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Summary of the Cranstoun Response to ‘Swift, Certain, Tough: New Consequences for Drug Possession’

Posted on: 14 October, 2022

The deadline to submit evidence to the Home Office’s Consultation for the ‘Swift, Certain, Tough: New Consequences for Drug Possession’ white paper closed on Monday. Cranstoun submitted a host of advisory amendments and offered insights from our work on DIVERT in West Mercia and the West Midlands, with the respective Police & Crime Commissioners.

We eagerly await potential amendments from the Home Office, particularly around: the removal of financial punishments, the confiscation of personal documents, the ability to divert multiple times, and further clarity regarding both the type of education delivered, and the triage for determining dependency or recreational use.

As previously highlighted, there is potential for the white paper to develop into a scheme that saves taxpayer money, reduces reoffending and helps to achieve the overarching aims of the Harm to Hope 10 year strategy.

The direction of this white paper connotes a genuine attempt to address the issues related to the policing of drugs for possession offences. Whilst many facets of the proposal highlighted previously must be addressed, there is a golden opportunity to provide a solution that will be a marked improvement on the current situation.

Below is a summary around some key points highlighted in our response to the consultation.


Cranstoun approaches policy through a pragmatic lens, which is realistic and rooted in existing evidence. We believe that, at this moment in time, a person caught in possession of an illicit substance should be diverted away from the criminal justice system, and through effective drug awareness courses. Leading examples of such schemes include the DIVERT scheme which we deliver, commissioned by the West Midlands and West Mercia Police & Crime Commissioners.

There is a strong evidence base to demonstrate that this approach saves the taxpayer money, and allows police to go after more serious, violent crime. Cranstoun’s DIVERT scheme has seen over 5,000 referrals into the scheme with excellent results.

Expansion of DIVERT & Evaluate Against Existing Schemes

The streamlining of diversion across England and Wales could help to eradicate the current postcode lottery system – something highlighted multiple times in the White Paper. However, it is also worth highlighting that where evidence-based, successful diversion is already in place, that this should not be replaced with something that has not yet been tested.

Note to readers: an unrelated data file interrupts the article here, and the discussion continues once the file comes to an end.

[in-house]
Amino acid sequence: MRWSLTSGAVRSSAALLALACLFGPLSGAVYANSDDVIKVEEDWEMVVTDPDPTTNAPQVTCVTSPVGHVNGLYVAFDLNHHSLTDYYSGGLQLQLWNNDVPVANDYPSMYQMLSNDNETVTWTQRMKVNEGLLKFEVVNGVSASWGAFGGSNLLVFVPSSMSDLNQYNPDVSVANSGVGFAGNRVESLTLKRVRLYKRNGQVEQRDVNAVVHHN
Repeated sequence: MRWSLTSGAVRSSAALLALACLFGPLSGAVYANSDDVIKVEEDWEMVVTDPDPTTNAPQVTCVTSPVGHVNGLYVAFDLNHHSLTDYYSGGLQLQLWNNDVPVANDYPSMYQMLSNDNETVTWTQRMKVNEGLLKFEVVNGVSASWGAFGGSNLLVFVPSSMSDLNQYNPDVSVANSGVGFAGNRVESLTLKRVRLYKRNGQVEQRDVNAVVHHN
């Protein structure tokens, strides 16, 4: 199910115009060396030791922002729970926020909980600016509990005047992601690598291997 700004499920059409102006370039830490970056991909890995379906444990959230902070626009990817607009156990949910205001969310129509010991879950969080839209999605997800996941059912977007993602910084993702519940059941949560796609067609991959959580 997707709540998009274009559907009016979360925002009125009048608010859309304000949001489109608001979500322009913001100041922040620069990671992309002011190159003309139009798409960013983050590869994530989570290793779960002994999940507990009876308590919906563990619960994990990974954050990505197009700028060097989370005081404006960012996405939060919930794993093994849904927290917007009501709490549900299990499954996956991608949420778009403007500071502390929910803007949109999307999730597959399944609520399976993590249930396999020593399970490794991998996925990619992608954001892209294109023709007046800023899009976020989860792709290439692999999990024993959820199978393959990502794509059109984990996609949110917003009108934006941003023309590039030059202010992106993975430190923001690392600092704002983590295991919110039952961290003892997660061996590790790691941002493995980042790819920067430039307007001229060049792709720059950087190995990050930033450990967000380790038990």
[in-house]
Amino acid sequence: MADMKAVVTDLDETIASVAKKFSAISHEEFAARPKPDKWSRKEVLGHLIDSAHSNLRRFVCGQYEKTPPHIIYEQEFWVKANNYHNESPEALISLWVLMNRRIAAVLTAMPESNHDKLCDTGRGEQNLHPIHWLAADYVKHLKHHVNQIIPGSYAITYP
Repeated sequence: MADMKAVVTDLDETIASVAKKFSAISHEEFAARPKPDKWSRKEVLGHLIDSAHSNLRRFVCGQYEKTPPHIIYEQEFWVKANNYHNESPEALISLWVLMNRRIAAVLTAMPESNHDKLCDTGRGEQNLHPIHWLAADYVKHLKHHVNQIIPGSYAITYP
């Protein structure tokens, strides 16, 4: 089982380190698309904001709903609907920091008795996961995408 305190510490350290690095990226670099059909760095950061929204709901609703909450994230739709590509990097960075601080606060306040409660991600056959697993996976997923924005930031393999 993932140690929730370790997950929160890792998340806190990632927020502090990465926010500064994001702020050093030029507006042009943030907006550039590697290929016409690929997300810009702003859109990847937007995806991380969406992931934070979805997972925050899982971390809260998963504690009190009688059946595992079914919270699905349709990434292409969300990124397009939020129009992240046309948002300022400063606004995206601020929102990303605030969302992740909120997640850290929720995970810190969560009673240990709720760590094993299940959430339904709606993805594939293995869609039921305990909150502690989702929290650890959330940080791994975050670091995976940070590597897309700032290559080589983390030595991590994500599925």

Rather, further expansion of DIVERT will provide ample evidence for the government to deliver on saving taxpayer money, reducing harm and crucially reducing the illicit drug supply.

For example, if diversion is piloted nationwide, then as opposed to replacing the DIVERT program, the focus should instead be on evaluating the efficacy of successful schemes and learning from those schemes that are already in place. Places where ADDER is currently being trialled could be evaluated against the DIVERT model to identify best practice, which can inform the long-term strategy for diversion.

A nationwide pilot scheme of DIVERT is recommended by Cranstoun over a brand new scheme that does not have a real-life evidence base to lean on.

Education Provides a Golden Opportunity

The type of education delivered is paramount to the success of reducing harm, saving taxpayer money and improving the wellbeing of people engaged in the scheme. According to our DIVERT data, 90% of those diverted will have never spoken to a professional about their drug use, so there is a golden opportunity to reduce further harm down the line1. This key intervention could reduce the burden on health and policing services, in turn saving taxpayer money. This will also be fundamental to achieving the overarching aim of the Harm to Hope strategy, which is to reduce drug use and consequentially the illicit market.

Educating people who use drugs on their harms in an honest, realistic and considered manner can have profound effects on the way someone views their usage patterns, as this may well be the first time that the person has spoken to a relevant professional about drug use.

The education program must deliver effective harm reduction information and training. Whilst some of those diverted may not use drugs again, based on the government figures it is almost certain that at least one individual on any given day will use a substance again – irrespective of whether they are diverted or not. Drug education is fundamental to reducing harm, reducing fatalities and improving wellbeing generally.